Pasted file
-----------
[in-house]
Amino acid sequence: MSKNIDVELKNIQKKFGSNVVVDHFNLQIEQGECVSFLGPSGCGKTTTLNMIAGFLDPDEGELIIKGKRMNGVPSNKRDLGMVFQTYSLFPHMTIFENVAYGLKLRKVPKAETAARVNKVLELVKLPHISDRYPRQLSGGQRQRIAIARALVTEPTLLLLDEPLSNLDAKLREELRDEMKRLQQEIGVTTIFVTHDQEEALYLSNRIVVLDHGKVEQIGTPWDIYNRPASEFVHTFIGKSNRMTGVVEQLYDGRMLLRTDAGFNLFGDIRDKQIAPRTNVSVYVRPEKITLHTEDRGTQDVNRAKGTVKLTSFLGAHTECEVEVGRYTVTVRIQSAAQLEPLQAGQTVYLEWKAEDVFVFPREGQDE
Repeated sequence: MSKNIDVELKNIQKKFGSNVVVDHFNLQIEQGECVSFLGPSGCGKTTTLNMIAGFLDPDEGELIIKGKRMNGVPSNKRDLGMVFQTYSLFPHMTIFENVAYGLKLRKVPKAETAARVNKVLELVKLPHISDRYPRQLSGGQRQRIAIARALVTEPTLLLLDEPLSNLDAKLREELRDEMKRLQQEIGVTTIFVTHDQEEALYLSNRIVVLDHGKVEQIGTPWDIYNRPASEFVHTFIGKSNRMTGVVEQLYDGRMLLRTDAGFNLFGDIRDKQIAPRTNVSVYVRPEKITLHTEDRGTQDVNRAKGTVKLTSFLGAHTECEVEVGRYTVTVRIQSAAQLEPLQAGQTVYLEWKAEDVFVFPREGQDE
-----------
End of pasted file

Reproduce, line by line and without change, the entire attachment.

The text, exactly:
[in-house]
Amino acid sequence: MSKNIDVELKNIQKKFGSNVVVDHFNLQIEQGECVSFLGPSGCGKTTTLNMIAGFLDPDEGELIIKGKRMNGVPSNKRDLGMVFQTYSLFPHMTIFENVAYGLKLRKVPKAETAARVNKVLELVKLPHISDRYPRQLSGGQRQRIAIARALVTEPTLLLLDEPLSNLDAKLREELRDEMKRLQQEIGVTTIFVTHDQEEALYLSNRIVVLDHGKVEQIGTPWDIYNRPASEFVHTFIGKSNRMTGVVEQLYDGRMLLRTDAGFNLFGDIRDKQIAPRTNVSVYVRPEKITLHTEDRGTQDVNRAKGTVKLTSFLGAHTECEVEVGRYTVTVRIQSAAQLEPLQAGQTVYLEWKAEDVFVFPREGQDE
Repeated sequence: MSKNIDVELKNIQKKFGSNVVVDHFNLQIEQGECVSFLGPSGCGKTTTLNMIAGFLDPDEGELIIKGKRMNGVPSNKRDLGMVFQTYSLFPHMTIFENVAYGLKLRKVPKAETAARVNKVLELVKLPHISDRYPRQLSGGQRQRIAIARALVTEPTLLLLDEPLSNLDAKLREELRDEMKRLQQEIGVTTIFVTHDQEEALYLSNRIVVLDHGKVEQIGTPWDIYNRPASEFVHTFIGKSNRMTGVVEQLYDGRMLLRTDAGFNLFGDIRDKQIAPRTNVSVYVRPEKITLHTEDRGTQDVNRAKGTVKLTSFLGAHTECEVEVGRYTVTVRIQSAAQLEPLQAGQTVYLEWKAEDVFVFPREGQDE